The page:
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The bioeconomy promises to lead the next rising wave of global economic development

Renewable energy, renewable raw materials and recyclable products pose a positive challenge to our current fossil fuel dependence”. John Bell, Director at the European Commission in charge of bioeconomy, talks to Il Bioeconomista.

In this long exclusive interview, he talks about the new strategy on bioeconomy, the EU’s new research and innovation programme, the role of member states and regions and the connection between bioeconomy and society.

At the First Bioeconomy Summit in November 2015, Commissioner for Research, Science and Innovation Carlos Moedas said: “We need the bioeconomy to go from being a niche to the norm”. What are the main objectives that the Commission has achieved in these two and a half years?

The EU Bioeconomy Strategy has substantially delivered during the past years on its objectives, through a wide array of actions ranging from the EU Framework Programmes for Research and Innovation, to public-private partnerships. These actions have led to the creation of new bio-based value chains and the development of several national strategies, of regional platforms and of stakeholder panels, all promoting the development of local bioeconomies valuing local resources and adapted to local needs.

The bioeconomy and the bio-based economy can help replace fossil fuels, but this is not just about energy. Through Horizon 2020, the current research and innovation programme, we are also looking into new emerging sectors such as biomaterials and green chemistry. Through the bioeconomy, Europe will find new commercial and competitive uses for its natural resources, develop innovative, resource-efficient industrial processes and take the lead in the creation of entirely new, environmentally sustainable markets. Already now, a growing number of enterprises in the Member States and regions have taken up the ideas of bioeconomy into practise. New innovations help the industry to be more sustainable, to use natural resources more efficiently, to have a lower carbon footprint, to reduce dependency on the fossil resources and to use biowaste and residues as raw material for higher value products.Accelerating development will offer important opportunities for innovation, jobs and growth, helping Europe ‘reindustrialise’, while strictly controlling the environmental footprint.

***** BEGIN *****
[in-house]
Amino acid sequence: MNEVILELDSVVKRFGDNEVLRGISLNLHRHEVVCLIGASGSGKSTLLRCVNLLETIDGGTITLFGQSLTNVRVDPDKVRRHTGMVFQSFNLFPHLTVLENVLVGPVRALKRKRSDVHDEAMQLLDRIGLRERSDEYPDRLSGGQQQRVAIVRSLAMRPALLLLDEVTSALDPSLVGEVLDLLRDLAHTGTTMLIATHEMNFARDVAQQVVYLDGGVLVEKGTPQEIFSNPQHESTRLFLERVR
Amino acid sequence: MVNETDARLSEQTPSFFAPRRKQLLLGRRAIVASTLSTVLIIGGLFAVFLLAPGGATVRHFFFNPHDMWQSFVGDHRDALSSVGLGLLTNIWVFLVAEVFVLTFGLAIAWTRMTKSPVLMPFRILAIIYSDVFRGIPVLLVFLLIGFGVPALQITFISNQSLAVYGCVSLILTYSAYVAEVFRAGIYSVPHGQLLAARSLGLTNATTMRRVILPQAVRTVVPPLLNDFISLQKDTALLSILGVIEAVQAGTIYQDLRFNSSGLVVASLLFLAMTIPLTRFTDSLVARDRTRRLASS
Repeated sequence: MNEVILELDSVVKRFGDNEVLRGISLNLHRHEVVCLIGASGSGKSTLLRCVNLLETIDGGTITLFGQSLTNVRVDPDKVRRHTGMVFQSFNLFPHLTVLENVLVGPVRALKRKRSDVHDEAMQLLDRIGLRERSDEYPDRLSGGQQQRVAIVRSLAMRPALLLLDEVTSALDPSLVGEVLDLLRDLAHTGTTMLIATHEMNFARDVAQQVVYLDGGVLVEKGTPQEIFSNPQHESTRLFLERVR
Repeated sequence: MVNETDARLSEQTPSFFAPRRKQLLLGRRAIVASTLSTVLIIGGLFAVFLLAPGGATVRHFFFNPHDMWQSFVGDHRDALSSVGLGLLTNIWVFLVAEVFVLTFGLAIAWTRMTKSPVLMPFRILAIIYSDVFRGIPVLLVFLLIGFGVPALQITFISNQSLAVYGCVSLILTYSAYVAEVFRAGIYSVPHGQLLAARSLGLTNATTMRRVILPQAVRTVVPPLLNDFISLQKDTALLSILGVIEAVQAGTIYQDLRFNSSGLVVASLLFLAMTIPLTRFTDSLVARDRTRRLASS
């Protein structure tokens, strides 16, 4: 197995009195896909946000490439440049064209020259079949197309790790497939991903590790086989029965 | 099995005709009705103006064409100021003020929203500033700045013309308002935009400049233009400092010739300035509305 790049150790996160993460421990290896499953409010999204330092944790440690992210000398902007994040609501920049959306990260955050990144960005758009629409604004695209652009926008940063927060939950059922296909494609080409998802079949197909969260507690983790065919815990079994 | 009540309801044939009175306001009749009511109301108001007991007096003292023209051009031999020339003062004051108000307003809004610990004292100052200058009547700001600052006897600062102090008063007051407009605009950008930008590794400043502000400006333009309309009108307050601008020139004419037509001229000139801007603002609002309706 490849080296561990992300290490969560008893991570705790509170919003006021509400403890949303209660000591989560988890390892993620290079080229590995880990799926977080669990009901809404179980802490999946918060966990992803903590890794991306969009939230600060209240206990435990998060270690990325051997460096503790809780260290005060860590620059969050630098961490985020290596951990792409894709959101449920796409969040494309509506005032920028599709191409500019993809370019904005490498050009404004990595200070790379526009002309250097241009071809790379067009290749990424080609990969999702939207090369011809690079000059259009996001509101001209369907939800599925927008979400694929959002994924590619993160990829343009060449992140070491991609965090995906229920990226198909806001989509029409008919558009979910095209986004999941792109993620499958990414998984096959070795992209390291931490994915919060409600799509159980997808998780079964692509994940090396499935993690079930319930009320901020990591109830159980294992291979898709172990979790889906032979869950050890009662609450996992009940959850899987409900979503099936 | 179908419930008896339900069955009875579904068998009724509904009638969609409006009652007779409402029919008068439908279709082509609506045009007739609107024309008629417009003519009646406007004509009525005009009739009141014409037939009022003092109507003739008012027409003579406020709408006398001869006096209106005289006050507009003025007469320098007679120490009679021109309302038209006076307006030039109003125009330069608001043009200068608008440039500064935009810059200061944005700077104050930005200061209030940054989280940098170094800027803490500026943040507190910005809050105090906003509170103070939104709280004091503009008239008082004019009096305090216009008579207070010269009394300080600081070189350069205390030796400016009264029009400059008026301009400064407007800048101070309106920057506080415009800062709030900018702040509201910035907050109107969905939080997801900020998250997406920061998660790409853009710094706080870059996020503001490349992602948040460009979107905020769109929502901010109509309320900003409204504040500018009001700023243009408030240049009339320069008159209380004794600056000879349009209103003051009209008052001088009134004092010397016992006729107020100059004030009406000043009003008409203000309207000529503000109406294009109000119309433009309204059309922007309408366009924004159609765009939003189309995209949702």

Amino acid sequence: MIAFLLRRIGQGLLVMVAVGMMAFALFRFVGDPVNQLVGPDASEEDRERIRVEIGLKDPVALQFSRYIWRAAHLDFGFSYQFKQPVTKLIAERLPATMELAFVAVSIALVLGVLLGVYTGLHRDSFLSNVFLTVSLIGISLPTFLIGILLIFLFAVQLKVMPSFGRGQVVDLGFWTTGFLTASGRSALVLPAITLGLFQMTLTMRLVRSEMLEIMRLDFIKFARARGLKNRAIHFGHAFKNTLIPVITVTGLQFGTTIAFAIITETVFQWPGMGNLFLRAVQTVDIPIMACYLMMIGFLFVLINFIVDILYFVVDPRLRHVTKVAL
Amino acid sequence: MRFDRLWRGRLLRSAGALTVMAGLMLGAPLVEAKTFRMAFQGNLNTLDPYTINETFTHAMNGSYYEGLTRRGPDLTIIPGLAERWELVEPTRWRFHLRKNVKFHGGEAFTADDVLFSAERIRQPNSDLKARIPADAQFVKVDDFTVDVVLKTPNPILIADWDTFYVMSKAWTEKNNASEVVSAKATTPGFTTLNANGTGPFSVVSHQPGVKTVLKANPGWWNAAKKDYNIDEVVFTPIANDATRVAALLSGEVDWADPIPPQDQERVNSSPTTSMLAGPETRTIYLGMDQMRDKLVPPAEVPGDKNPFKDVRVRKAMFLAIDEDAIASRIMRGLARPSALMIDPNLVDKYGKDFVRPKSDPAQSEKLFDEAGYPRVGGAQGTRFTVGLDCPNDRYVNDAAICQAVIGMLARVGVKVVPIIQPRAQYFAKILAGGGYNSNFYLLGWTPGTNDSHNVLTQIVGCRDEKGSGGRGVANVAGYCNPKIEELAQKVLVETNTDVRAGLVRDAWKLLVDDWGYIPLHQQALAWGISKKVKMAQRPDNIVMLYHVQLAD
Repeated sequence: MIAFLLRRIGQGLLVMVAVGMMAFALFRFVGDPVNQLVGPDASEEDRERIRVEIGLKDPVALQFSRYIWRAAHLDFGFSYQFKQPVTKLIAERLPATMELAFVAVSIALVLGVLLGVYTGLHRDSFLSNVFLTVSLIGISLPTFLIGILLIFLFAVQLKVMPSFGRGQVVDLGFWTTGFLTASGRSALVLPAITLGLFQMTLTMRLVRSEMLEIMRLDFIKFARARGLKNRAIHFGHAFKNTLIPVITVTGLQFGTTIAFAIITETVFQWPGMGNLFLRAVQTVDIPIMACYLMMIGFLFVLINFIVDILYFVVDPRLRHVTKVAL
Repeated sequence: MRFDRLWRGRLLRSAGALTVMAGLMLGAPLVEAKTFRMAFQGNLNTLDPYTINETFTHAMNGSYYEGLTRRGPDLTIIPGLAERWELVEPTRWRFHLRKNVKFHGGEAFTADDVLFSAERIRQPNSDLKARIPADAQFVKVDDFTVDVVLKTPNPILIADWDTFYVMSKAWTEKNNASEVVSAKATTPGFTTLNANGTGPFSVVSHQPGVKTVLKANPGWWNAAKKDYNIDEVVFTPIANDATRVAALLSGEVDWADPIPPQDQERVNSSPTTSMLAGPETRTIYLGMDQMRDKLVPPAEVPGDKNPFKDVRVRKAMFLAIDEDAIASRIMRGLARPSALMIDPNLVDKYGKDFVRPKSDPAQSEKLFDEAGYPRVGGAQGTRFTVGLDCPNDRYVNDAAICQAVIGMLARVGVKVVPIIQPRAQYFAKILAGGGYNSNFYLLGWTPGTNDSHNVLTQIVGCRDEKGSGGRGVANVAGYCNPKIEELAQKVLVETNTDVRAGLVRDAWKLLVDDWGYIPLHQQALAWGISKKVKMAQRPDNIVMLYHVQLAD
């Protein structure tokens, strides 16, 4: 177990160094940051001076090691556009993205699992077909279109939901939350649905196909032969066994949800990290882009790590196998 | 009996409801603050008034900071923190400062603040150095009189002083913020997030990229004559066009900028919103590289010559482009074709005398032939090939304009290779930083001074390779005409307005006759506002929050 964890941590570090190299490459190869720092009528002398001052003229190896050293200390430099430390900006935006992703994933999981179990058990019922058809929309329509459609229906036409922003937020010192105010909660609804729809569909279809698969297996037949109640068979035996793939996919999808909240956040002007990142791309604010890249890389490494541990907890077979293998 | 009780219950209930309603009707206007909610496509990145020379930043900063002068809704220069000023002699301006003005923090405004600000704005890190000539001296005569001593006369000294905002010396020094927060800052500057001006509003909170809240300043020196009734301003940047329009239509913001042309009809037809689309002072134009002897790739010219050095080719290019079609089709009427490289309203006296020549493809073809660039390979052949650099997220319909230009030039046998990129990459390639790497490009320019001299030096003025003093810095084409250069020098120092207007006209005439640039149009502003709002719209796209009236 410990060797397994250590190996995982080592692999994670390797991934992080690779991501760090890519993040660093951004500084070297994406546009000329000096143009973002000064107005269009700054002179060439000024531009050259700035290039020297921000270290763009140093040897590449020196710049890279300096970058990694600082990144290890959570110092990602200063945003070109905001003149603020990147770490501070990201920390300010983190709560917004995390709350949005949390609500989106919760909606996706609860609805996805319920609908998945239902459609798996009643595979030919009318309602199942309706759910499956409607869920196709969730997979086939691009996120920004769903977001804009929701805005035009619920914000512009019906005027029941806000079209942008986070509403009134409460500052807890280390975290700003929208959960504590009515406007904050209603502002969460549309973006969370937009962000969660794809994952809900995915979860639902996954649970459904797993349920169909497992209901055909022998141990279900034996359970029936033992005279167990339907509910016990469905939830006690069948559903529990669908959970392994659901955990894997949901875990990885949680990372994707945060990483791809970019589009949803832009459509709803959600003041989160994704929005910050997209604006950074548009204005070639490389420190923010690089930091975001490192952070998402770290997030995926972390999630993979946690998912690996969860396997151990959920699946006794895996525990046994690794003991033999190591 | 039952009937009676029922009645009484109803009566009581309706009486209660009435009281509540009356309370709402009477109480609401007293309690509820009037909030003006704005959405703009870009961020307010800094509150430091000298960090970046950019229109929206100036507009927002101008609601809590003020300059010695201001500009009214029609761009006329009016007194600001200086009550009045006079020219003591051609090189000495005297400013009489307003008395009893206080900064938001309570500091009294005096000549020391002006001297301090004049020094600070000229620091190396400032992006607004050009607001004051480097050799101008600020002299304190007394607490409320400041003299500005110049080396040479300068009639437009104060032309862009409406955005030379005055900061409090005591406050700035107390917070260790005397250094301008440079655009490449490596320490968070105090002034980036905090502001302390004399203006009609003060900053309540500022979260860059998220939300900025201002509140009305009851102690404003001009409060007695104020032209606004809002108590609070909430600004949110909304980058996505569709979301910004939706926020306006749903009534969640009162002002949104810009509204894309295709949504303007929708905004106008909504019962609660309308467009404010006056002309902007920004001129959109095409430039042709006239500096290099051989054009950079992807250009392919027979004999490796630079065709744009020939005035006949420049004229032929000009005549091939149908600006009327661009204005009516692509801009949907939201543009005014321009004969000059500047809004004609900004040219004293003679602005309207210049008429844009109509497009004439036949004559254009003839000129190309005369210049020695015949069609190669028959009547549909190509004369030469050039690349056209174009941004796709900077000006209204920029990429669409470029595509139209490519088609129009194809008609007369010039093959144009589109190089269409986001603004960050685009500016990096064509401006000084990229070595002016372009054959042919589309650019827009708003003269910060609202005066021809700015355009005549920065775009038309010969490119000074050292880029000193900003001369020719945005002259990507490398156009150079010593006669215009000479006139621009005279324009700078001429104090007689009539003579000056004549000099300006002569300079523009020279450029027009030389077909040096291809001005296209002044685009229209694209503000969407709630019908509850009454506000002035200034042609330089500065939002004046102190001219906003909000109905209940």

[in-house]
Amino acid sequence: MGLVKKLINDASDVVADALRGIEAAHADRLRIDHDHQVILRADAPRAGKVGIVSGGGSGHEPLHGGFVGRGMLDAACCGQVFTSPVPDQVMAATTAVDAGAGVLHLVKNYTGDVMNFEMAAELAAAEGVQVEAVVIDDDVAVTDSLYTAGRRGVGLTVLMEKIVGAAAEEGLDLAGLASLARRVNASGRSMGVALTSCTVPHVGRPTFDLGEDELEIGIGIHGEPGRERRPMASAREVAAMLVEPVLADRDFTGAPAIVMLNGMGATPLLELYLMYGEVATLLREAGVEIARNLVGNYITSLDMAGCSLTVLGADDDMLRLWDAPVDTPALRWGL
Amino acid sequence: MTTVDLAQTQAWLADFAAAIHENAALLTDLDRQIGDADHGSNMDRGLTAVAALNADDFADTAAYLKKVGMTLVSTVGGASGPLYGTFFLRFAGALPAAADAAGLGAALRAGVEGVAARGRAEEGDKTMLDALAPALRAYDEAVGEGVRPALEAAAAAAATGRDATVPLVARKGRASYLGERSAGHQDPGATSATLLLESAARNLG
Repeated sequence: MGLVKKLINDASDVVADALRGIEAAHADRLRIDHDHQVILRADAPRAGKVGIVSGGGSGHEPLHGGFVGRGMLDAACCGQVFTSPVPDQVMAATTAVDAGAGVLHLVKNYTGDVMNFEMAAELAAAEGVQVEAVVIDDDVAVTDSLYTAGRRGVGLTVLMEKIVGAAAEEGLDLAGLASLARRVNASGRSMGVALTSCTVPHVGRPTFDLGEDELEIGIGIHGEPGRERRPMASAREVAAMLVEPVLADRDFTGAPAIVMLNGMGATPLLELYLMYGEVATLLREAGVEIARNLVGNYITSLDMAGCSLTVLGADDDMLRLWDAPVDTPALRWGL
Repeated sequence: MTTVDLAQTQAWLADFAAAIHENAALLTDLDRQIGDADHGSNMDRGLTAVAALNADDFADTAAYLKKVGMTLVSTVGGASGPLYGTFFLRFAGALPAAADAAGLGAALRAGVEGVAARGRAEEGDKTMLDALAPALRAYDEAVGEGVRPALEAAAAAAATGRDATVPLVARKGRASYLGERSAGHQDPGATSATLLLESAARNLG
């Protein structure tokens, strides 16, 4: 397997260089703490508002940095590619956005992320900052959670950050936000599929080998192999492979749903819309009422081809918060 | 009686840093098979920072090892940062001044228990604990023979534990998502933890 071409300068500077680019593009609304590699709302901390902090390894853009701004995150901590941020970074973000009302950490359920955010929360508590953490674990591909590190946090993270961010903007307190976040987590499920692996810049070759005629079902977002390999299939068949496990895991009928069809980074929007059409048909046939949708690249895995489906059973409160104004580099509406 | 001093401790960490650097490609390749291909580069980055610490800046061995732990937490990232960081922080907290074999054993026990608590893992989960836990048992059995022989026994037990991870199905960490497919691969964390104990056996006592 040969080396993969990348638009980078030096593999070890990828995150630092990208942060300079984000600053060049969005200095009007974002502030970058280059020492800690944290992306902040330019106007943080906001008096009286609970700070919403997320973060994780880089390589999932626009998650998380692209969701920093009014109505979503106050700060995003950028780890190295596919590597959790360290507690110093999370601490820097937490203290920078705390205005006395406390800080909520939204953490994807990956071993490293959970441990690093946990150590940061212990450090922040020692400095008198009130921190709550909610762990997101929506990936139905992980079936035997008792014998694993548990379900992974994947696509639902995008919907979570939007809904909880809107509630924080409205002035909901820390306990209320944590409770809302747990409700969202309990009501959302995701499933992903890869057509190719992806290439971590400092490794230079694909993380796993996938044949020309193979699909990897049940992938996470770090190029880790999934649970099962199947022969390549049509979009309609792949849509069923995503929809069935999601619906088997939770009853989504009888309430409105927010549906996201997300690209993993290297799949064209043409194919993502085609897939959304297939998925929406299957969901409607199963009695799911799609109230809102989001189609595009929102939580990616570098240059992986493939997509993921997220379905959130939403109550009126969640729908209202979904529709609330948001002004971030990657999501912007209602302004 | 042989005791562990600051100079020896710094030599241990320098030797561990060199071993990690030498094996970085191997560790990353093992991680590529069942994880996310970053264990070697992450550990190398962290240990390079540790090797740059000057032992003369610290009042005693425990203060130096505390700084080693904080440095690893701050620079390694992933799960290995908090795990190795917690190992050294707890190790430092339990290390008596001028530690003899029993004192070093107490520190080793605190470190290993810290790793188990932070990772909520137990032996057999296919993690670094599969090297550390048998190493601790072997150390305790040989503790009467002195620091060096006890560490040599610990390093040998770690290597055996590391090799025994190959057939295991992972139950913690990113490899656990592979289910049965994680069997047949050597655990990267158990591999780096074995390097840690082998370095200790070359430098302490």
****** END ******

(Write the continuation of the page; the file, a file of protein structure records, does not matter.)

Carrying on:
Bioeconomy is highlighted and interlinked with various other EU policies and initiatives, such as the Circular Economy Package, the renewed Industrial Policy Strategy and the Future of Food and Farming Communication of the future Common Agricultural Policy.

Professor Mariana Mazzucato, director of UCL’s Institute for Innovation and Public Purpose, launched a report written at Commissioner Moedas’ request on mission-oriented approach for the EU’s new research and innovation programme. How can this approach give benefits to the development of the bioeconomy?

The Commission is currently preparing an update of the EU Bioeconomy Strategy that will be adopted later this year. The process is running in parallel with the preparation of the next research and innovation programme entitled “Horizon Europe”, which will be launched in 2021. Research and innovation in the area of food, agriculture and the wider Bioeconomy is clearly a focus of the new Horizon Europe programme. The Commission has proposed to raise investment in this area to €10 billion in the next budget for 2021-2027.